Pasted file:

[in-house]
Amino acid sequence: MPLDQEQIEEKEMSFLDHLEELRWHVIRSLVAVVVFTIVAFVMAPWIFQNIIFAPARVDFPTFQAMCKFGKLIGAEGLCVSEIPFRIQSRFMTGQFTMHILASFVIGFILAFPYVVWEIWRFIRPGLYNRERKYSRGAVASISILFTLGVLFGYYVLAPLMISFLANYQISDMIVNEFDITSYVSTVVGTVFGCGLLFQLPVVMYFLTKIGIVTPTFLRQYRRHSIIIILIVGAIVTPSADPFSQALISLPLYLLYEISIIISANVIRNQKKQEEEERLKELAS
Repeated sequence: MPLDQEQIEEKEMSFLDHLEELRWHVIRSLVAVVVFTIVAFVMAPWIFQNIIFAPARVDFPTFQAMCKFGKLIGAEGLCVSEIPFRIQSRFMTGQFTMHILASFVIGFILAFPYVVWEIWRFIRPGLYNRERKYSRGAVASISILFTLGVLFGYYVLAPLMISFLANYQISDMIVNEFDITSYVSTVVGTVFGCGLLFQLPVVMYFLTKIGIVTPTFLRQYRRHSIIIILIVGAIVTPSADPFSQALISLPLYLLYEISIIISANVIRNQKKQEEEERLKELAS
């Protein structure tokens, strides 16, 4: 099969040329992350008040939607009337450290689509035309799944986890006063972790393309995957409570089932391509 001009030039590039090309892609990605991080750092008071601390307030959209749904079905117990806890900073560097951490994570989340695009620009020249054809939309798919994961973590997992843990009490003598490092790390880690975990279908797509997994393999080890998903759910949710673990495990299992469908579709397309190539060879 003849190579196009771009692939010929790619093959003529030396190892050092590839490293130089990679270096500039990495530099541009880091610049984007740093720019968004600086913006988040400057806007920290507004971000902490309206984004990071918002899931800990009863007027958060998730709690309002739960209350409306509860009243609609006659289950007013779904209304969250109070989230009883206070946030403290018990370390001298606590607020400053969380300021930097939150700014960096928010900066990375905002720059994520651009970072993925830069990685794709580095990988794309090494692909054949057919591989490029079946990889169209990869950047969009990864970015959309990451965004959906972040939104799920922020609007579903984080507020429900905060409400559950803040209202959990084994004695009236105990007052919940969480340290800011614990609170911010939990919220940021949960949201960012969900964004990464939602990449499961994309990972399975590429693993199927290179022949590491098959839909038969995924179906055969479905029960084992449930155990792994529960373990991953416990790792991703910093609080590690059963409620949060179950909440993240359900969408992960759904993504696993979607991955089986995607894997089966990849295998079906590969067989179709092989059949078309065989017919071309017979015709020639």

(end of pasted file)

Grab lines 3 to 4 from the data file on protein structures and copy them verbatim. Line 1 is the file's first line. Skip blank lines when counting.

Repeated sequence: MPLDQEQIEEKEMSFLDHLEELRWHVIRSLVAVVVFTIVAFVMAPWIFQNIIFAPARVDFPTFQAMCKFGKLIGAEGLCVSEIPFRIQSRFMTGQFTMHILASFVIGFILAFPYVVWEIWRFIRPGLYNRERKYSRGAVASISILFTLGVLFGYYVLAPLMISFLANYQISDMIVNEFDITSYVSTVVGTVFGCGLLFQLPVVMYFLTKIGIVTPTFLRQYRRHSIIIILIVGAIVTPSADPFSQALISLPLYLLYEISIIISANVIRNQKKQEEEERLKELAS
């Protein structure tokens, strides 16, 4: 099969040329992350008040939607009337450290689509035309799944986890006063972790393309995957409570089932391509 001009030039590039090309892609990605991080750092008071601390307030959209749904079905117990806890900073560097951490994570989340695009620009020249054809939309798919994961973590997992843990009490003598490092790390880690975990279908797509997994393999080890998903759910949710673990495990299992469908579709397309190539060879 003849190579196009771009692939010929790619093959003529030396190892050092590839490293130089990679270096500039990495530099541009880091610049984007740093720019968004600086913006988040400057806007920290507004971000902490309206984004990071918002899931800990009863007027958060998730709690309002739960209350409306509860009243609609006659289950007013779904209304969250109070989230009883206070946030403290018990370390001298606590607020400053969380300021930097939150700014960096928010900066990375905002720059994520651009970072993925830069990685794709580095990988794309090494692909054949057919591989490029079946990889169209990869950047969009990864970015959309990451965004959906972040939104799920922020609007579903984080507020429900905060409400559950803040209202959990084994004695009236105990007052919940969480340290800011614990609170911010939990919220940021949960949201960012969900964004990464939602990449499961994309990972399975590429693993199927290179022949590491098959839909038969995924179906055969479905029960084992449930155990792994529960373990991953416990790792991703910093609080590690059963409620949060179950909440993240359900969408992960759904993504696993979607991955089986995607894997089966990849295998079906590969067989179709092989059949078309065989017919071309017979015709020639």